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This course is an introduction to the field of Anthropology. As a broad and diverse discipline, Anthropology aims to construct a holistic understanding of the human species by integrating research on the cultural, biological, evolutionary, linguistic and historical aspects of our kind. Anthropology's array of subdisciplines contributes to this in different ways. Biological Anthropology aims to understand the origin and evolution of our species using fossils, material remains (stone tools), and genetics. By studying monkeys and apes, primatologists contribute both insights into the life ways of our ancestors, and important perspectives on those aspects of our bodies and minds that make our species such a unique part of nature. Archaeologists trace our ancient history by studying the spread of humans across the globe and the emergence of agriculture, complex societies, and "civilizations”. Sociocultural and linguistic anthropologists study living cultures and languages close up, usually by living as a member of a particular human community. In the process they document in detail the incredible diversity of human life ways, modes of thought, beliefs and languages. By focusing on diversity, this works lays a foundation for understanding the universal underpinning of our societies, cultures, and languages.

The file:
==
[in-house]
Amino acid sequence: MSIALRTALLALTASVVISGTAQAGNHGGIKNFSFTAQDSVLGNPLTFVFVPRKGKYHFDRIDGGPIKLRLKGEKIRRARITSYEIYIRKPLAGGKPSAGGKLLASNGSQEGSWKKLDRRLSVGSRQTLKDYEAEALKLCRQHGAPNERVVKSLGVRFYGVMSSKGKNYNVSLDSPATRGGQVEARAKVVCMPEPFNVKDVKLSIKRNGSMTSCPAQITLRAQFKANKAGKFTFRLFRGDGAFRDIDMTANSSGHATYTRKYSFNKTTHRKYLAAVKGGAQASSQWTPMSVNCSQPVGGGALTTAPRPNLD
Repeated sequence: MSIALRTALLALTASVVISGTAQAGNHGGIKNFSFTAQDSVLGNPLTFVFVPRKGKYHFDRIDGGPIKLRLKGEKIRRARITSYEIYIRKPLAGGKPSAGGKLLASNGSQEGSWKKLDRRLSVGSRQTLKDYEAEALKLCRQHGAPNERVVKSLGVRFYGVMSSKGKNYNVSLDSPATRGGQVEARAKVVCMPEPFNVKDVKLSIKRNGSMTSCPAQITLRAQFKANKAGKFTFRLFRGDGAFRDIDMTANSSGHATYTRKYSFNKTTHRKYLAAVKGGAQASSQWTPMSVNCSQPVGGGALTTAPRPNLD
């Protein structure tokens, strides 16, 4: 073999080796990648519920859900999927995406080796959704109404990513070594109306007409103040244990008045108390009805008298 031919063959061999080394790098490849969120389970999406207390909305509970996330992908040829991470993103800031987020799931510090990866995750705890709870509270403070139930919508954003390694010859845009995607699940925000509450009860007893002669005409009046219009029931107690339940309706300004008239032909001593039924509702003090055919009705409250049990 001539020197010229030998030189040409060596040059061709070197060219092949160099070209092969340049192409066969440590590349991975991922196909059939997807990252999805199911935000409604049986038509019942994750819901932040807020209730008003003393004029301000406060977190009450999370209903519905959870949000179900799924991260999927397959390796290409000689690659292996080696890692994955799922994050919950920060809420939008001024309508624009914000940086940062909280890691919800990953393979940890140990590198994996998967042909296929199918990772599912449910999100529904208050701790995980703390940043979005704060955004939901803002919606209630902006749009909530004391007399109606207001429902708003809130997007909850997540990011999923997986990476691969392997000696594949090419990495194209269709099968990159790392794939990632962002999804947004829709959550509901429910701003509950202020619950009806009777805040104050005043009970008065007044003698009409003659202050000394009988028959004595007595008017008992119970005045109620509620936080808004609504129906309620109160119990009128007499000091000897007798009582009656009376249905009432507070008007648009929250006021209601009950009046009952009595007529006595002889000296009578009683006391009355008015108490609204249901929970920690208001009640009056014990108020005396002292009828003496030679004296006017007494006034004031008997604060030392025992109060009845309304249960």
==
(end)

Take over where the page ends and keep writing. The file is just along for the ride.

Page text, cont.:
It is a course designed to expose students to a broad range of issues and information relating to the various aspects of personal health, which include the physical, social, emotional, intellectual, spiritual and environmental aspects.